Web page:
Србија - национална ревија, специјално издање, Франкфурт, енглески

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Year XIII • special edition, 2019 • free copy



Publisher “Princip Pres” Cetinjska 6, 11000 Belgrade Tel.: +381 (11) 322 70 34, 32 30 447 Director and Editor-in-Chief Mišo Vujović Editor Branislav Matić Technical Editor Aleksandar Ćosić Photography Editor Dragan Bosnić Header and cover design Jovan Željko Rajačić



Bright Traces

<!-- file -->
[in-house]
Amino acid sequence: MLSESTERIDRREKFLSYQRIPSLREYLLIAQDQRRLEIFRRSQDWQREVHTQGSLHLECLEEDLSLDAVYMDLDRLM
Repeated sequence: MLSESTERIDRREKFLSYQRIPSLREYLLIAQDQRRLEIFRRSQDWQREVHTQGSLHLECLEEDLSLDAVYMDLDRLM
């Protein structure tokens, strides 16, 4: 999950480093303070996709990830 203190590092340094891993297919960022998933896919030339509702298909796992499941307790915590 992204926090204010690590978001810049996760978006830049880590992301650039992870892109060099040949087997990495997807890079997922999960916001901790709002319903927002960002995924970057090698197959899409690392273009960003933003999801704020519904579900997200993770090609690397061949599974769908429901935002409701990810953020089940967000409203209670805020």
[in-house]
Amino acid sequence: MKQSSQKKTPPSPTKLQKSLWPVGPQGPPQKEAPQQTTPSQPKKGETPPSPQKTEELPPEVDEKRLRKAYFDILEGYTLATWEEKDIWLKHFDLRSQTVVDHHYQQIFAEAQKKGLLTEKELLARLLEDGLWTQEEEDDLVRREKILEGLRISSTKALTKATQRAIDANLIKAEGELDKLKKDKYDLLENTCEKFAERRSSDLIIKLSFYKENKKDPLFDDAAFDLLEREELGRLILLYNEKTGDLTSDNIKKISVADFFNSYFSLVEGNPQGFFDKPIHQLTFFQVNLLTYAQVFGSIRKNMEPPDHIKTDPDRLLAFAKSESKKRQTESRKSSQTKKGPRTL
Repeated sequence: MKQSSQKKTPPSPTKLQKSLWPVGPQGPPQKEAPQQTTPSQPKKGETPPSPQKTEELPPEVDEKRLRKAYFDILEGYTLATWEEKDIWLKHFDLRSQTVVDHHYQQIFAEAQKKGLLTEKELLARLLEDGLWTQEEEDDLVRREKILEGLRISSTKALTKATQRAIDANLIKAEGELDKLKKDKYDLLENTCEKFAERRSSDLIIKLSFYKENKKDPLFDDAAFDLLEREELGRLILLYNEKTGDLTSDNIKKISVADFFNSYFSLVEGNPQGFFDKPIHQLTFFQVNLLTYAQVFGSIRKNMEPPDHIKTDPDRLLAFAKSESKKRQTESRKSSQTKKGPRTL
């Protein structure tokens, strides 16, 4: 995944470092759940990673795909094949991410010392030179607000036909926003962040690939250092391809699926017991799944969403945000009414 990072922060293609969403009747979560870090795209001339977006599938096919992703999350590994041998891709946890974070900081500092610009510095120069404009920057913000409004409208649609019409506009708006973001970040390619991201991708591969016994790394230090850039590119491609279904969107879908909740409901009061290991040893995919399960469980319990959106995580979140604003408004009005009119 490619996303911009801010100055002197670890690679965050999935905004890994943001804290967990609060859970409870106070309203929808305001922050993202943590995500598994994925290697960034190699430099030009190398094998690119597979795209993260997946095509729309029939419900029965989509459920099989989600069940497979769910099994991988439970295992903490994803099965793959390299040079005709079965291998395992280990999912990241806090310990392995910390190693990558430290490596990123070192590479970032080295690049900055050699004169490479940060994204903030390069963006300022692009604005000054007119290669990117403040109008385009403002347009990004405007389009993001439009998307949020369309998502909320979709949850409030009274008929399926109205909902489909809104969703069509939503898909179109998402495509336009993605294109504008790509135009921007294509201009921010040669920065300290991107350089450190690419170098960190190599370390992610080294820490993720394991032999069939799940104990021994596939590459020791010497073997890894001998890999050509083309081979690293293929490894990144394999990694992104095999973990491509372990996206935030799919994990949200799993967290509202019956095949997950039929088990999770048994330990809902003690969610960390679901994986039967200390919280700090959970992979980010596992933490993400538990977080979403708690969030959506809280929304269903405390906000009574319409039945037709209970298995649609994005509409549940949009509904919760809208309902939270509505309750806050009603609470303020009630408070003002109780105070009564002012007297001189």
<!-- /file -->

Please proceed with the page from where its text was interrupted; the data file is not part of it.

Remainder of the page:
espite some shallow ideas today, the connections between Serbian and German-speaking cultures are deep and complex. The culture of Serbia resurrected and liberated in the 19th century to a large extent rose and solidified in major Slavic centers in Austria and Germany. Suffice it to recall that in Vienna, together with the first Serbian newspaper Novine srpske (1813–1816), the first editions of the Serbian Dictionary (1818), two milestone books of poetry (1814, 1815), Serbian translation of New Testament (1847), and the Mountain Wreath ( 1847) were also published. Or that it was in Leipzig where Dositej Obradović, Vuk Karadžić, and Sima Milutinović Sarajlija had their important works published, Brana Petronijević, Aleksandar Belić, and Veselin Čajkanović earned their doctoral degrees, while Mokranjac and Hristić studied music. With such heritage and awareness, Serbia arrives at this year’s Frankfurt Book Fair, one of the most significant events of this kind in the world. Serbia’s appearance at this Fair, like this entire year in Serbian culture, will be marked by a series of significant anniversaries. “It has been 90 years since the birth and 10 years since the death of Milorad Pavić (1929–2009–2019), 90 years since the birth of Aleksandar Popović (1929–1996), 30 years since the death of Danilo Kiš (1935– 1989–2019), 70 years since the death of Rastko Petrović (1898–1949), 120 years since the birth of Rade Drainac (1899–1943)...” Special attention will be given to the 810th anniversary of the famous Studenica Typikon. This famous manuscript of St. Sava, the first Serbian archbishop, is embedded into the foundations of the Serbian Church, but is also a “work equally important for the development of the Serbian language, alphabet and law”. The special edition of National Review “Serbia”, which is now before you, is the main promotional material of our country at this Fair. We have covered the main topics of Serbia’s performances, added many other cultural and literary spices, talked with contemporary Serbian writers and poets. And all this, of course, is not the end of this encounter, but the beginning. 